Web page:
As with Marie Lanoo's work, these slick objects are mirrors that engage us in various levels of reflection.

The reflective surfaces are intended to promote a self-reflexive viewing experience. Viewers cannot help but identify themselves in the shiny surface of the work, allowing for a play of desire, repression and corruption. Viewers are naturally and narcissistically) drawn to their own image; yet seeing anything unflattering or negative reflected back at them--either in themselves or in their surroundings--they suppress their impulse to look.

Much of my work comments on the repression of anger in individuals, and the perverse expression of anger through violence and its systematic suppression. There are socially sanctioned forms of brutality, such as exercised by the military and the police; and non-socially sanctioned forms, such as exhibited by the Mafia, street gangs and bikers. My work is concerned with this hypocrisy and the role the media plays in reinforcing them. Curiously, reporting on socially sanctioned forms of violence (especially those directed at minorities) is often suppressed while the media has a feeding frenzy on the latest serial killing. Smash Him With a Pipe alludes to the spectacle of excessive violence. (Dean Drever)

Violence and vulnerability also lies on and under the surface of Tammi Campbell's paintings. She layers oil paint and wax to create fleshy membranes that resemble colour field paintings. Sickly ochers, minty greys and blues bleed into each other below an epidermis of muted and sullied pink. Waxy textures and tints writhe across the canvas like a shudder. The encaustic carries the impress of the warm flesh that applied it. The squaring feels like an act of aestheticized violence, the arbitrary imposition of a grid over a living thing. As with Drever, the square is means of sampling, of separating something from its original site and context for the pleasure of our viewing.

A closer look reveals blurred blue trails that transform into veins, and swelling patches of colour that become bruises. A once sensual surface becomes repulsive. The viewer is caught between pleasure and discomfort, that special zone of reception that is triggered when a normally repellant thing is seductively portrayed. Separated from the body, we are powerless to act, to consol or kiss better. We do not know the history of the event, the circumstances, the relationship(?). Does this image that is more than an image stands as a fact, a silent witness of casual pain? Or does it record the psychic pain that remains when bruises heal?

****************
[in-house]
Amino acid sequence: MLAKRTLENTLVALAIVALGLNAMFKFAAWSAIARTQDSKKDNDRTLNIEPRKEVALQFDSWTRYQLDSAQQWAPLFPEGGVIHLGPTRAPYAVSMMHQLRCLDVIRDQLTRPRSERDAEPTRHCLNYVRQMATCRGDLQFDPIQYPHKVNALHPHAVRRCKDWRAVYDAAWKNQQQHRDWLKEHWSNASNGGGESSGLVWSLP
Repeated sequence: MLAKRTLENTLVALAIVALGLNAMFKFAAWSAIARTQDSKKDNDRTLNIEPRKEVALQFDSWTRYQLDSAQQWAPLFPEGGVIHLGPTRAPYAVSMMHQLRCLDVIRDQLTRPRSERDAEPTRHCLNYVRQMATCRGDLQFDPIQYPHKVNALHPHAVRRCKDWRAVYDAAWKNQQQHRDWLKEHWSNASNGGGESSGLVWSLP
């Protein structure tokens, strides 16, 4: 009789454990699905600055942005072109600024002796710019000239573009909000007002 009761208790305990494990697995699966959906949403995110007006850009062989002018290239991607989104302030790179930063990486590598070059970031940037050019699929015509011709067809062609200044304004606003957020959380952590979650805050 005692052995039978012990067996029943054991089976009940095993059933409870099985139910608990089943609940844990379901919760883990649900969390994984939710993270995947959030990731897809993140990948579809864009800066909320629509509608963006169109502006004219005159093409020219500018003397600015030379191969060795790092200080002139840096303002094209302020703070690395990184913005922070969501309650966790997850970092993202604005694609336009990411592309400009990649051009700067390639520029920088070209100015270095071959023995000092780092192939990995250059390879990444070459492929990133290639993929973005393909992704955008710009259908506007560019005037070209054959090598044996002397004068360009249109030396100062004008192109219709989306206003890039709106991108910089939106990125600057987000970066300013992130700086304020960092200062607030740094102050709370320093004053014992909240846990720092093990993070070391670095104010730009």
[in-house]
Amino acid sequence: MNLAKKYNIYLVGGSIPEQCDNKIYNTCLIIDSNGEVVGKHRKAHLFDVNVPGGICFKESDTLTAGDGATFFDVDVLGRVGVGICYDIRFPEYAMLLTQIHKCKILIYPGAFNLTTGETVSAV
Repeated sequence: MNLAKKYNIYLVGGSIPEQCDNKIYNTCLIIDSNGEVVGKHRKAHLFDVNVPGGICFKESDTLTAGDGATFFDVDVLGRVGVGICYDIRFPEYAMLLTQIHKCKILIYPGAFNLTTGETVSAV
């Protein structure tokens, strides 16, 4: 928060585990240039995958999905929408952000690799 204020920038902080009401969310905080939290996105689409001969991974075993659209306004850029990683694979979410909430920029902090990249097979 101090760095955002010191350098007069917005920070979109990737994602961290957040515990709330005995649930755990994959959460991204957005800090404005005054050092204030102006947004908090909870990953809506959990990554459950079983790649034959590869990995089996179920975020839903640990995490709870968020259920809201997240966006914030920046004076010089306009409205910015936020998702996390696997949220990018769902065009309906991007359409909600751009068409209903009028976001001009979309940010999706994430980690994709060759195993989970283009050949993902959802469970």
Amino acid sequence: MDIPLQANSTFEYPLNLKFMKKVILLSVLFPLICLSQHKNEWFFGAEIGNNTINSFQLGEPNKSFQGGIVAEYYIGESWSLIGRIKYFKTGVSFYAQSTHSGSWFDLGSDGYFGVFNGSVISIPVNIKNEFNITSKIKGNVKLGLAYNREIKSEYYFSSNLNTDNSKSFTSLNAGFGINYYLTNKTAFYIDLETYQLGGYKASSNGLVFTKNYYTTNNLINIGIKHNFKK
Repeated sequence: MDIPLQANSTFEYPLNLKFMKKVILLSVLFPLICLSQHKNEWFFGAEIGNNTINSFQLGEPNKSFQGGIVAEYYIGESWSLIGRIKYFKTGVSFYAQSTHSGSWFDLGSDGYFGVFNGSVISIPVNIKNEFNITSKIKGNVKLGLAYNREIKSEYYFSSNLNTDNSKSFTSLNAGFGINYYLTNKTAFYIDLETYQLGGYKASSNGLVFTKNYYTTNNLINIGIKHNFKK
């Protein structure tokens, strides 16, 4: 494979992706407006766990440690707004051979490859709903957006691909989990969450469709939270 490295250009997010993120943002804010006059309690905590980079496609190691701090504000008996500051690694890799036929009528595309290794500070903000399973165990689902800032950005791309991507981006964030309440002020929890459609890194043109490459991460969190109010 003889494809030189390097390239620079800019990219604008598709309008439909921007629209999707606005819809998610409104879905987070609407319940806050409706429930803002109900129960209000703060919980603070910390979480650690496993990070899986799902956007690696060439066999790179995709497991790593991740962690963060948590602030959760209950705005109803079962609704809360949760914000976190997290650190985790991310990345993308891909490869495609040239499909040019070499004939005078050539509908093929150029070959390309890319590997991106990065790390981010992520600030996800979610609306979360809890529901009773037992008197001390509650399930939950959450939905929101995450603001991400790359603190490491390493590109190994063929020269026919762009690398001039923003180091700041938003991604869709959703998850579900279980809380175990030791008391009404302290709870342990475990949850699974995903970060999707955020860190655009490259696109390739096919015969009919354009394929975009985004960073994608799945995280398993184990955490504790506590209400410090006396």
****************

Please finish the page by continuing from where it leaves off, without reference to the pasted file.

Memory and its distortion over time are consistent themes in my artwork. Memory is unreliable, undeniable and inaccurate to fact, but it is also how one constructs one's own histories, knowledge and sense of self. When isolating a moment of experience I find I am only able to recall the skeleton, thus, in fleshing out and reconstructing the past, whether in memory or in paint, the original experience is lost and only the copy remains.

Inspired by how the body remembers and reacts to its surroundings, my paintings create a dynamic located somewhere between subject and technique; using the idea of the temporality of existence through bruising as a starting point, they reveal what goes on beneath the surface through the build up of translucent layers of color. As a result, little squares of damage reveal the imperfections of memory and the residues of reconstruction.

Through the act of painting, I attempt to construct recollections of both the distant and immediate past, endeavoring to isolate moments of experience. The paintings document an inherent desire and struggle to construct something concrete out of an ever--shifting intangible past.   In areas the paintings are very detailed and coherent while in other places where recollection fails--nebulous, vague, incomprehensible voids emerge. Relics of the past are used to illuminate the intangibility of memory while simultaneously representing its discordance with physical truths. (Tammi Campbell)

In the center of the gallery's longest uninterrupted wall are four (16.25") squares made from laminated western red cedar. They are set a half-inch apart and at various heights. At first, the arrangement seems haphazard, but upon closer inspection, it is clear that the artist has matched up the wood bands to create an image of ocean waves. The illusion is furthered by the polished and waxed wood, it glows with a lustrous depth, and the grain and knot waves seem to move as you do.